So far, about 30,000 “Silver Glasses” have been distributed to people throughout 15 impoverished countries. However, Professor Silver’s end-goal is far more ambitious. Ultimately, Silver hopes to distribute the glasses to over one billion people by 2020 by distributing 100 millions pairs annually.

Despite Silver’s humble claim that his invention was merely a “glimpse of the obvious,” I think his innovation is groundbreaking. Given that the glasses are entering a new, untapped market – the cheap, nonprescription glasses market- Silver’s product innovation is a blue ocean strategy. Venturing into this unknown market, the “Silver Glasses” are creating demand rather than fighting for it. Moreover, Conway and Steward argued that organizations must actively involve and leverage their “networks” to achieve sustainable innovative value. Revolutionary innovations, such as Sony’s Betamax, typically require widespread support from key organizations to achieve success and sustainability. Similarly, I think Professor Silver must utilize support from his network’s key “players” (Non-Profits, the UN, national & local governments, companies, etc.) to establish a distribution infrastructure and deliver innovative value. Without such network support, the “Silver Glasses” innovation may fail to deliver large-scale value to the international community.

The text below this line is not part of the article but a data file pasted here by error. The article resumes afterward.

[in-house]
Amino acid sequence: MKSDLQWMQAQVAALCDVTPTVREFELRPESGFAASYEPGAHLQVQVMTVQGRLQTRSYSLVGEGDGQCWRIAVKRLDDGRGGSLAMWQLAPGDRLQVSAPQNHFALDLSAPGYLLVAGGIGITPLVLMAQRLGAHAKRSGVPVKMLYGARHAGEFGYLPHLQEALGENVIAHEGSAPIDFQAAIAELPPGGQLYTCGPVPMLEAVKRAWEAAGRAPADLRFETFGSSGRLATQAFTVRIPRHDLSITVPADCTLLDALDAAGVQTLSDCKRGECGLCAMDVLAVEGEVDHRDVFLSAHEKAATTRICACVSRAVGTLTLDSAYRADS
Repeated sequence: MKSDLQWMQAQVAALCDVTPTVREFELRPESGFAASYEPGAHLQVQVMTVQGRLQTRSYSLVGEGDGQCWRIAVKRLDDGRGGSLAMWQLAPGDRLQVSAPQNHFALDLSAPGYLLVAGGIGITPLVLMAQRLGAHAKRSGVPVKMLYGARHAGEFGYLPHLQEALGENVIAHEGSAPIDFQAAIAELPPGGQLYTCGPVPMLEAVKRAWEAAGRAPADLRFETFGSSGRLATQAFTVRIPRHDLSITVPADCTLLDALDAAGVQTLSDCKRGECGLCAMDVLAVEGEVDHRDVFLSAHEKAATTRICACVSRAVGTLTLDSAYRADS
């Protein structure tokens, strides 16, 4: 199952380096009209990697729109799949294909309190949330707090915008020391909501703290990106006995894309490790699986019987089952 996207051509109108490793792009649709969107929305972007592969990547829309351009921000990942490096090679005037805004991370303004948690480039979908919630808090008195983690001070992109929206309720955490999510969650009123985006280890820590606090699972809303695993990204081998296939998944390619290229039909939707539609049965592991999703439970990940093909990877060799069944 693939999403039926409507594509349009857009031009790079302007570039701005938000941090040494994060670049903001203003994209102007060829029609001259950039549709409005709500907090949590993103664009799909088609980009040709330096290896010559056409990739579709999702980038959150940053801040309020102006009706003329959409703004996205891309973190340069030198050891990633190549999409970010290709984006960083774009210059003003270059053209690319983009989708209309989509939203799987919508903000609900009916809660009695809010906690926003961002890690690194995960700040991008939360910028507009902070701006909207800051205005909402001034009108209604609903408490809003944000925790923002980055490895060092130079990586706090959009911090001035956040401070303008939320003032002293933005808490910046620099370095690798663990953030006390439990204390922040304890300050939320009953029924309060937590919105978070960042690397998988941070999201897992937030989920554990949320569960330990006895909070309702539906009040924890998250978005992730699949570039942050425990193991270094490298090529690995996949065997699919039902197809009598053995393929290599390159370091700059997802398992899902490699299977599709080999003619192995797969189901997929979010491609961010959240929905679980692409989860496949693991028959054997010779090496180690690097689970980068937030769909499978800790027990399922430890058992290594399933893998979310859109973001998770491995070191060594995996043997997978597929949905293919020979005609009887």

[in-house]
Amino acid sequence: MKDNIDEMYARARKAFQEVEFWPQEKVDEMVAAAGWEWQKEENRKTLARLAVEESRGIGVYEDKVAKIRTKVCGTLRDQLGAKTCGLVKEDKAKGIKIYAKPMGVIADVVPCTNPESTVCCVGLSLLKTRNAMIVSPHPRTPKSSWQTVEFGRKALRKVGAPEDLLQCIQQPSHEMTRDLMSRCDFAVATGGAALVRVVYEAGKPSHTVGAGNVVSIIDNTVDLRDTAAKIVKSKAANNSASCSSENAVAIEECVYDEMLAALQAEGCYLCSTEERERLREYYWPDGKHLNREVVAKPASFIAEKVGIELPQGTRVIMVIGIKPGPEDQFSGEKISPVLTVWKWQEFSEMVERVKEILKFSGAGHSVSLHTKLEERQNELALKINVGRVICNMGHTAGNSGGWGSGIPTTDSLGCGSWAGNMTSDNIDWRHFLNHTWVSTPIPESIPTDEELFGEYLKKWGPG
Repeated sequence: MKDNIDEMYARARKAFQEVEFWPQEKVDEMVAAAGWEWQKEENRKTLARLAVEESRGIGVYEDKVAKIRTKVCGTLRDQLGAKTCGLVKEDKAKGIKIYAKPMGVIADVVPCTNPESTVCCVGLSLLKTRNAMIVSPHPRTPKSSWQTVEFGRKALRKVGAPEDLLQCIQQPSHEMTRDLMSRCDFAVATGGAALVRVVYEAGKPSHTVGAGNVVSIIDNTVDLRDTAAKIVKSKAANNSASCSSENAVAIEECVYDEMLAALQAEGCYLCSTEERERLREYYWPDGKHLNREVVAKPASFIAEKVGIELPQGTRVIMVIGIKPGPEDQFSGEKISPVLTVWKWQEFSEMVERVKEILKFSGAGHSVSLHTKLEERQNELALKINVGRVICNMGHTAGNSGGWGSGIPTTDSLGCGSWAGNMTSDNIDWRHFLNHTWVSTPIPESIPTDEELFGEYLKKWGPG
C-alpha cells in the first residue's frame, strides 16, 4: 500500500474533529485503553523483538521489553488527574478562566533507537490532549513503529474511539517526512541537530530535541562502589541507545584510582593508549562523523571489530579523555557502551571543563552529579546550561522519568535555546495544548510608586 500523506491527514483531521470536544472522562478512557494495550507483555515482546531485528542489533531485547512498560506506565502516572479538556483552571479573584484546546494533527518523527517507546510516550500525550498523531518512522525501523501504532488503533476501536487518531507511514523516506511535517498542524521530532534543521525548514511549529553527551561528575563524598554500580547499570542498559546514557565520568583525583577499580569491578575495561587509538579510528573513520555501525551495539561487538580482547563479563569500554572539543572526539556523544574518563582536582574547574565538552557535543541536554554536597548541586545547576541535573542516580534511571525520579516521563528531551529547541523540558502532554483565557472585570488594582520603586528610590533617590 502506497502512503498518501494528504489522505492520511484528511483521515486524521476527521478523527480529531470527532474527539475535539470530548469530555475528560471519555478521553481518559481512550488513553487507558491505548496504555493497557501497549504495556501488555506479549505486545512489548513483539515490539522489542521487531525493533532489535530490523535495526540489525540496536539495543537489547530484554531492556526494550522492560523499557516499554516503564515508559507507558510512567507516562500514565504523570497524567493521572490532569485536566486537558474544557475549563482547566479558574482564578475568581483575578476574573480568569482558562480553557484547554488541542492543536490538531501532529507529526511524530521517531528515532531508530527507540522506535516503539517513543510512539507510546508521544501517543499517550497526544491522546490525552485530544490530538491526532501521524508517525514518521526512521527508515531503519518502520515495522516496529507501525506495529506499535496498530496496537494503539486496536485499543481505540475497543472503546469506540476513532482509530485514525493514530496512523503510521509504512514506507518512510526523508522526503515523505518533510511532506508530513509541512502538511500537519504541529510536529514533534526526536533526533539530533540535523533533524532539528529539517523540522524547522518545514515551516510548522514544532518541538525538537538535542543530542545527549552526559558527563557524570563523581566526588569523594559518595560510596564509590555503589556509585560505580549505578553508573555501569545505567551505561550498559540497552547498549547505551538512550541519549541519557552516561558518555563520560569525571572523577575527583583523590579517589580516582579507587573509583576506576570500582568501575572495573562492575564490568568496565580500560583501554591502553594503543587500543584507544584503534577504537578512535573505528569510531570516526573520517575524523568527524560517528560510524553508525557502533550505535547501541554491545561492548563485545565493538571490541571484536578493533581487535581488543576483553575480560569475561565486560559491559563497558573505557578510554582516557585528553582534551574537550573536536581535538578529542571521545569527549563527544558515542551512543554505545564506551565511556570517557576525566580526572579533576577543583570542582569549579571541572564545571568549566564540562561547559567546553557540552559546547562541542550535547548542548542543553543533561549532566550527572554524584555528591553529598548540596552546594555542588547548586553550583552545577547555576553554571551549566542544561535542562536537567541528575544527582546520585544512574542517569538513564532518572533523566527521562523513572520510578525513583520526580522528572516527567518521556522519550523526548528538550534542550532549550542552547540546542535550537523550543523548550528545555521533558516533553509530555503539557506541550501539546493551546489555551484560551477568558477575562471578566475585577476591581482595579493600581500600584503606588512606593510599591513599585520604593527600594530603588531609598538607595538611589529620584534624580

How can Professor Silver use “organizational networks” to deliver his innovation on a large-scale, global level?

What are the disruptive implications, if any, of the “Silver Glasses”?

For more information:

Innovation in an Inhospitable Environment